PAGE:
Henry Smith, c.1620-c.68

Leicestershire MP and republican who signed the King's death warrant and was sentenced to life imprisonment at the Restoration.

Born at Withcote in Leicestershire around 1620, Henry Smith studied at Oxford and Linclon's Inn, and was elected recruiter MP for Leicestershire in November 1645. He was associated politically with Henry Marten and the republican faction in the House of Commons. In November 1648, he was one of the delegation of Independent MPs that went to Windsor to persuade Commissary-General Henry Ireton to purge Parliament of the King's supporters rather that dissolve it, resulting in Pride's Purge the following month. Smith became a member or several committees in the Rump Parliament, and in January 1649 was appointed a commissioner on the High Court of Justice. He attended every session of the King's trial and was one of the 59 signatories of the death warrant.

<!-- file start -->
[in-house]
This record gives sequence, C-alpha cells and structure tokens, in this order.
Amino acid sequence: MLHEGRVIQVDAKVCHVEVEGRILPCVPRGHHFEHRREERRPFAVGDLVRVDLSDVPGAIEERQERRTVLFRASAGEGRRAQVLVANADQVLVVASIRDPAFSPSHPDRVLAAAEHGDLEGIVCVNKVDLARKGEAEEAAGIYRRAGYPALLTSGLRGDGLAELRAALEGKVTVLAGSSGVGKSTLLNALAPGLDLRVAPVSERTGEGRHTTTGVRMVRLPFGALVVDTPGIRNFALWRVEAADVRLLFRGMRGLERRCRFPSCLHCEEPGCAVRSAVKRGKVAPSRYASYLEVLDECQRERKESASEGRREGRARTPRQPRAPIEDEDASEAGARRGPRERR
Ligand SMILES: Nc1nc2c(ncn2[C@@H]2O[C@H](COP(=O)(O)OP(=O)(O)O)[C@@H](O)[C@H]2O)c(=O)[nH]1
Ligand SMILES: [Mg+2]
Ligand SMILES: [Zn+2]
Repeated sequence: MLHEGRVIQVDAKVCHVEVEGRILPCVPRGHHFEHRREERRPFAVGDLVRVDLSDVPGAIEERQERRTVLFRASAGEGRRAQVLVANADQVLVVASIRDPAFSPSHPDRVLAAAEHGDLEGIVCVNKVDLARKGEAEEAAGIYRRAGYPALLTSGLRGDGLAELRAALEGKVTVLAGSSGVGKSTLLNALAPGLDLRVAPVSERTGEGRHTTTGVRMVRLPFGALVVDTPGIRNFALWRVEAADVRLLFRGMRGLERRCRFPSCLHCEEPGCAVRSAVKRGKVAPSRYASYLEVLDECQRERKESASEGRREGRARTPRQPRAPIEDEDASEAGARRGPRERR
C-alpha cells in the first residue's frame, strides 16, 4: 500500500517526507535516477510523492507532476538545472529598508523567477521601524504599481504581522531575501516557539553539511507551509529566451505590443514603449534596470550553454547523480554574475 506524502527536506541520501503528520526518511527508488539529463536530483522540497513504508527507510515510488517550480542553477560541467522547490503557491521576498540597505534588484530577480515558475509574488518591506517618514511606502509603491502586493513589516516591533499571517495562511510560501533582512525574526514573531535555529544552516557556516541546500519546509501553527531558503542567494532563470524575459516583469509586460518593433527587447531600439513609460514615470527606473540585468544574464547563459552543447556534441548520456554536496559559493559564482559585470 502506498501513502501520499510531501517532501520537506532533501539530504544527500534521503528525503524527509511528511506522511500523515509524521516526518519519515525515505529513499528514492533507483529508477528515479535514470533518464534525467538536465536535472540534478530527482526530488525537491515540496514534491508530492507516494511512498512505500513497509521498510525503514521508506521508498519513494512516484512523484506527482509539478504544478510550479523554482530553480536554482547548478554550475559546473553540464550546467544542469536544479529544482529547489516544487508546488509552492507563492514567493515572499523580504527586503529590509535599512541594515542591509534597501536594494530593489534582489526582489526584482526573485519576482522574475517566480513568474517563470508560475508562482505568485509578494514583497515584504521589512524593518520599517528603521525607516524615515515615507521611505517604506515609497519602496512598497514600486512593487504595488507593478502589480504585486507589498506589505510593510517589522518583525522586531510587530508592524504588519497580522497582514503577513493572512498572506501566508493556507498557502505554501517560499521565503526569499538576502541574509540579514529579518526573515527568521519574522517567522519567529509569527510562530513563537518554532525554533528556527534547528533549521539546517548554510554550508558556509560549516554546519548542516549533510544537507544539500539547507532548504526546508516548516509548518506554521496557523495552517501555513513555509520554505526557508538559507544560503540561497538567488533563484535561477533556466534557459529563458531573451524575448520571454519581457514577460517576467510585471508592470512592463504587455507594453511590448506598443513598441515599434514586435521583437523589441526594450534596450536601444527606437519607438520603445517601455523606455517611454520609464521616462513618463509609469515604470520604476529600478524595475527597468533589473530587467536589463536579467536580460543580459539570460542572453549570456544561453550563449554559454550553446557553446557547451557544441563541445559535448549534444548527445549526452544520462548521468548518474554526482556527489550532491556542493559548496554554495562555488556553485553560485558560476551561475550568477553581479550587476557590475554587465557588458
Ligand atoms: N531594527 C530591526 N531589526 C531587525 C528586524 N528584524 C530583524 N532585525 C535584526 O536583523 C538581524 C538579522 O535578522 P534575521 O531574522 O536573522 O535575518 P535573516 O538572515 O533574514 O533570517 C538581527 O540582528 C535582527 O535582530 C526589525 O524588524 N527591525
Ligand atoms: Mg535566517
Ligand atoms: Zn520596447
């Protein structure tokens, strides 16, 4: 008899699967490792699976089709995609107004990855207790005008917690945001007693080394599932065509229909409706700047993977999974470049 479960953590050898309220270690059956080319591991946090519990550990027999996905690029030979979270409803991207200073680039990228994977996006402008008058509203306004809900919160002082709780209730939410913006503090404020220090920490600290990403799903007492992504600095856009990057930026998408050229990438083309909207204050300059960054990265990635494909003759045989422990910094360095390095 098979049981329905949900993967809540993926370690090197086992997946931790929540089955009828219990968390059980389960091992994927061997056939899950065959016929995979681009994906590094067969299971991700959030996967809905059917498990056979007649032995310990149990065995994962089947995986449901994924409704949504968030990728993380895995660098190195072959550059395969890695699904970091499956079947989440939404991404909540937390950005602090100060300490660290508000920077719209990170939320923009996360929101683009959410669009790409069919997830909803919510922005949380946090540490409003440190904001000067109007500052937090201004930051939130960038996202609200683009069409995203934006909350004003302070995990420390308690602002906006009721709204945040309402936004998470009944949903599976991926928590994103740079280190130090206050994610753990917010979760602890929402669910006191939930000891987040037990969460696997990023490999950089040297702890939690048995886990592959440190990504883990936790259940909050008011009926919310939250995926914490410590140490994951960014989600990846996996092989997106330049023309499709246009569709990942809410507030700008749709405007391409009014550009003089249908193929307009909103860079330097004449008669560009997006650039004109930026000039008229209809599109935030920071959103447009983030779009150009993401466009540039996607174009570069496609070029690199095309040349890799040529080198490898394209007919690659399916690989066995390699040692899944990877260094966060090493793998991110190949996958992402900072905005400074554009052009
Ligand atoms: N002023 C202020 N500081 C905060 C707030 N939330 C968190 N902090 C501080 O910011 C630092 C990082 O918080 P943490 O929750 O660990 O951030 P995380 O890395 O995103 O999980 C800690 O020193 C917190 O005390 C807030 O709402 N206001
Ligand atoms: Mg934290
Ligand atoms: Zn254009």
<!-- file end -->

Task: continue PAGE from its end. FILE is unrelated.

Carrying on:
In 1651, Smith served as a major of horse in the forces raised by Lord Grey of Groby to defend the Midlands against the invasion by Charles II and the Scots. In 1658, he was appointed governor of Hull and earned the praise of the Council of State for uncovering a plot by Sir Henry Slingsby to subvert officers of the Hull garrison and betray the town to Charles II.

At the Restoration, Smith surrendered to the authorities and was brought to trial as a regicide in October 1660. He pleaded youthful ignorance and "bad influence". Although sentenced to death, he was allowed to appeal and the sentence was commuted to life imprisonment. Smith was held at the Tower of London until 1664, then transported to Jersey, where he is presumed to have died around 1668.


Sources:

K. R. Gardiner and D. L. Gardiner, Henry Smith, Oxford DNB, 2004

David Underdown, Pride's Purge (Oxford 1971)